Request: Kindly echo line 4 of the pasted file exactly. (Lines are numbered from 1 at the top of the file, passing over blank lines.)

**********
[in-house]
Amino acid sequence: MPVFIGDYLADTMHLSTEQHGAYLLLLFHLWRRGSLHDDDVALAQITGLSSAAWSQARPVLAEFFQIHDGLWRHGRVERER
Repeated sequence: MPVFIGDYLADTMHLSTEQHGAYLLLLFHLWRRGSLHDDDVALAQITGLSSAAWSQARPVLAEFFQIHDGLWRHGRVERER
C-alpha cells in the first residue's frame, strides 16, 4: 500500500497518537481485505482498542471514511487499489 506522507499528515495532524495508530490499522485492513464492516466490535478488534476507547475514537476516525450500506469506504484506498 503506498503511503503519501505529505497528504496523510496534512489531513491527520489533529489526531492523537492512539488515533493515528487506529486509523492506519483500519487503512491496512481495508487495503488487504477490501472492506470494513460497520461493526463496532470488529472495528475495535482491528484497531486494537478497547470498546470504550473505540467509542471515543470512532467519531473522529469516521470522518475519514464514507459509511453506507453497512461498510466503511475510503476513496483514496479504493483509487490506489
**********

C-alpha cells in the first residue's frame, strides 16, 4: 500500500497518537481485505482498542471514511487499489 506522507499528515495532524495508530490499522485492513464492516466490535478488534476507547475514537476516525450500506469506504484506498 503506498503511503503519501505529505497528504496523510496534512489531513491527520489533529489526531492523537492512539488515533493515528487506529486509523492506519483500519487503512491496512481495508487495503488487504477490501472492506470494513460497520461493526463496532470488529472495528475495535482491528484497531486494537478497547470498546470504550473505540467509542471515543470512532467519531473522529469516521470522518475519514464514507459509511453506507453497512461498510466503511475510503476513496483514496479504493483509487490506489